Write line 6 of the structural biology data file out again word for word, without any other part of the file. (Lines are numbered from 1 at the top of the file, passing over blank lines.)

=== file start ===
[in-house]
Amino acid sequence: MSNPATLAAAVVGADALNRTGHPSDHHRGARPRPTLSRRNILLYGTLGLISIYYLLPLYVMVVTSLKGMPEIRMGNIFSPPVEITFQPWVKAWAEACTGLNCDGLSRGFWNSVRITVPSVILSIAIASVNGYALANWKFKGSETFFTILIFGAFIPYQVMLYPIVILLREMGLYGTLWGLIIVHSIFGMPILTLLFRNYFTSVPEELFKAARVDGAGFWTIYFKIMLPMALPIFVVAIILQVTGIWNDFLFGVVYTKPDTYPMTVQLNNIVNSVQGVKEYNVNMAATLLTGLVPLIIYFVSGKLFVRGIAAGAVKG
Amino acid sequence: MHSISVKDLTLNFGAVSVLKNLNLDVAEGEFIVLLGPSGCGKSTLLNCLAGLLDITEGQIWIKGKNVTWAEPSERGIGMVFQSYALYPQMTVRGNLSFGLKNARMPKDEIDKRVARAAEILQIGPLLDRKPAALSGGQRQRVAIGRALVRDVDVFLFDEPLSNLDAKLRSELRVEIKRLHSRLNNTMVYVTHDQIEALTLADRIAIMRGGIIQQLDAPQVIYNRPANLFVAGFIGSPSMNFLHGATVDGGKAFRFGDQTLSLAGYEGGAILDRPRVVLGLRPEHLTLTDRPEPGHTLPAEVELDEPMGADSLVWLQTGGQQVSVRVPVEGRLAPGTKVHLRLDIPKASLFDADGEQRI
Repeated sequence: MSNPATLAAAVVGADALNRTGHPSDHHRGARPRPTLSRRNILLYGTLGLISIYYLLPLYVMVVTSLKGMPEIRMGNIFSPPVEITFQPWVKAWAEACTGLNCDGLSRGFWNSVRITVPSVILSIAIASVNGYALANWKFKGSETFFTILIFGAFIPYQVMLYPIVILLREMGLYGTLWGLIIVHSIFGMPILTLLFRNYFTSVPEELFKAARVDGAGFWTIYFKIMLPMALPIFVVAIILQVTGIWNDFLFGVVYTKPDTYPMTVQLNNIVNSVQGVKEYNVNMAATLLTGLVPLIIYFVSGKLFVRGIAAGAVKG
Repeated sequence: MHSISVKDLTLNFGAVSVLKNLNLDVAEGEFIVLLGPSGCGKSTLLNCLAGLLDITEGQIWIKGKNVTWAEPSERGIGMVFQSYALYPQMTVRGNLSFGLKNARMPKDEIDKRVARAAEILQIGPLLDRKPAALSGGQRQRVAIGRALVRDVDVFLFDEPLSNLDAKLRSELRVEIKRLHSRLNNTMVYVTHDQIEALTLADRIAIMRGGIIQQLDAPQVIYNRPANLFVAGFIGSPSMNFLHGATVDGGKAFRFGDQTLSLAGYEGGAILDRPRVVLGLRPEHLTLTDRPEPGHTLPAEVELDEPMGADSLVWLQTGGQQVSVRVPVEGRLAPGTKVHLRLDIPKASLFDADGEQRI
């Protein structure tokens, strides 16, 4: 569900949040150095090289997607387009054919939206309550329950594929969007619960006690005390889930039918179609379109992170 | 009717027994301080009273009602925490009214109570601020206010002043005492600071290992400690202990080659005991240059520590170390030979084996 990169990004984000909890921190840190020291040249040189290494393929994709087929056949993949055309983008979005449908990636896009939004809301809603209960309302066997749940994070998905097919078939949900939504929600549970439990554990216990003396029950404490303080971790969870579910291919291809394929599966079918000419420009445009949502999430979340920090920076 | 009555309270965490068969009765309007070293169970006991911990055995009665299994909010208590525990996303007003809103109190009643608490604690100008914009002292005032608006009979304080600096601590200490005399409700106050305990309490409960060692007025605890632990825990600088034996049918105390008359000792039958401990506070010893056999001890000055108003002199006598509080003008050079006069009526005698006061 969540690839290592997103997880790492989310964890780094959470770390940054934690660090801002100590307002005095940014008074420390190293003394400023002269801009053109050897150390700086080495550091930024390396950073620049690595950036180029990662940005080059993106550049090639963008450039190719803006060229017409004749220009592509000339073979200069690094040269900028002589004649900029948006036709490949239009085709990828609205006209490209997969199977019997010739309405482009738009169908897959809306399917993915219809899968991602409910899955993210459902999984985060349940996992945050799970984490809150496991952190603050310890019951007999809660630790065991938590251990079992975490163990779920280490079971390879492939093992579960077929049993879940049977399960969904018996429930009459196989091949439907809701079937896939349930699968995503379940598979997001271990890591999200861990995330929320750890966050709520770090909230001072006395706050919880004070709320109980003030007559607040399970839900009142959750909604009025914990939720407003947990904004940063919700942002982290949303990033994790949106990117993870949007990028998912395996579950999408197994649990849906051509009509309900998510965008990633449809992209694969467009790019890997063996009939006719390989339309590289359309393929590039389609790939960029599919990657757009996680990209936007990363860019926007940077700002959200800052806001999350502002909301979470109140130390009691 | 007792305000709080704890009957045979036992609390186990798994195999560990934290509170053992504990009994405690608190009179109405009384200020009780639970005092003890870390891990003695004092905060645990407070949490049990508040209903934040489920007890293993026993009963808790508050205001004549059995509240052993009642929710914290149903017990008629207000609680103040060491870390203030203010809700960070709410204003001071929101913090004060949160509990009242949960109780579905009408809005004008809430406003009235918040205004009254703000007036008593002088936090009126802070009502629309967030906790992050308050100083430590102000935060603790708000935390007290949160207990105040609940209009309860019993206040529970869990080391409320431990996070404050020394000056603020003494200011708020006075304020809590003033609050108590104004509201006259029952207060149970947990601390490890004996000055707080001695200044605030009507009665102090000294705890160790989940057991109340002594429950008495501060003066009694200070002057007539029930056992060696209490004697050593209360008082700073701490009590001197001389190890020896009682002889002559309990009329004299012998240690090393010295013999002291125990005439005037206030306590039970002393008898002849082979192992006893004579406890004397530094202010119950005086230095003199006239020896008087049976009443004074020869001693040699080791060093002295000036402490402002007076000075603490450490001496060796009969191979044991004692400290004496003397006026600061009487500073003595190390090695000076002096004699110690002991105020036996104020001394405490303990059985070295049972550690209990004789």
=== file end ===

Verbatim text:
């Protein structure tokens, strides 16, 4: 569900949040150095090289997607387009054919939206309550329950594929969007619960006690005390889930039918179609379109992170 | 009717027994301080009273009602925490009214109570601020206010002043005492600071290992400690202990080659005991240059520590170390030979084996 990169990004984000909890921190840190020291040249040189290494393929994709087929056949993949055309983008979005449908990636896009939004809301809603209960309302066997749940994070998905097919078939949900939504929600549970439990554990216990003396029950404490303080971790969870579910291919291809394929599966079918000419420009445009949502999430979340920090920076 | 009555309270965490068969009765309007070293169970006991911990055995009665299994909010208590525990996303007003809103109190009643608490604690100008914009002292005032608006009979304080600096601590200490005399409700106050305990309490409960060692007025605890632990825990600088034996049918105390008359000792039958401990506070010893056999001890000055108003002199006598509080003008050079006069009526005698006061 969540690839290592997103997880790492989310964890780094959470770390940054934690660090801002100590307002005095940014008074420390190293003394400023002269801009053109050897150390700086080495550091930024390396950073620049690595950036180029990662940005080059993106550049090639963008450039190719803006060229017409004749220009592509000339073979200069690094040269900028002589004649900029948006036709490949239009085709990828609205006209490209997969199977019997010739309405482009738009169908897959809306399917993915219809899968991602409910899955993210459902999984985060349940996992945050799970984490809150496991952190603050310890019951007999809660630790065991938590251990079992975490163990779920280490079971390879492939093992579960077929049993879940049977399960969904018996429930009459196989091949439907809701079937896939349930699968995503379940598979997001271990890591999200861990995330929320750890966050709520770090909230001072006395706050919880004070709320109980003030007559607040399970839900009142959750909604009025914990939720407003947990904004940063919700942002982290949303990033994790949106990117993870949007990028998912395996579950999408197994649990849906051509009509309900998510965008990633449809992209694969467009790019890997063996009939006719390989339309590289359309393929590039389609790939960029599919990657757009996680990209936007990363860019926007940077700002959200800052806001999350502002909301979470109140130390009691 | 007792305000709080704890009957045979036992609390186990798994195999560990934290509170053992504990009994405690608190009179109405009384200020009780639970005092003890870390891990003695004092905060645990407070949490049990508040209903934040489920007890293993026993009963808790508050205001004549059995509240052993009642929710914290149903017990008629207000609680103040060491870390203030203010809700960070709410204003001071929101913090004060949160509990009242949960109780579905009408809005004008809430406003009235918040205004009254703000007036008593002088936090009126802070009502629309967030906790992050308050100083430590102000935060603790708000935390007290949160207990105040609940209009309860019993206040529970869990080391409320431990996070404050020394000056603020003494200011708020006075304020809590003033609050108590104004509201006259029952207060149970947990601390490890004996000055707080001695200044605030009507009665102090000294705890160790989940057991109340002594429950008495501060003066009694200070002057007539029930056992060696209490004697050593209360008082700073701490009590001197001389190890020896009682002889002559309990009329004299012998240690090393010295013999002291125990005439005037206030306590039970002393008898002849082979192992006893004579406890004397530094202010119950005086230095003199006239020896008087049976009443004074020869001693040699080791060093002295000036402490402002007076000075603490450490001496060796009969191979044991004692400290004496003397006026600061009487500073003595190390090695000076002096004699110690002991105020036996104020001394405490303990059985070295049972550690209990004789």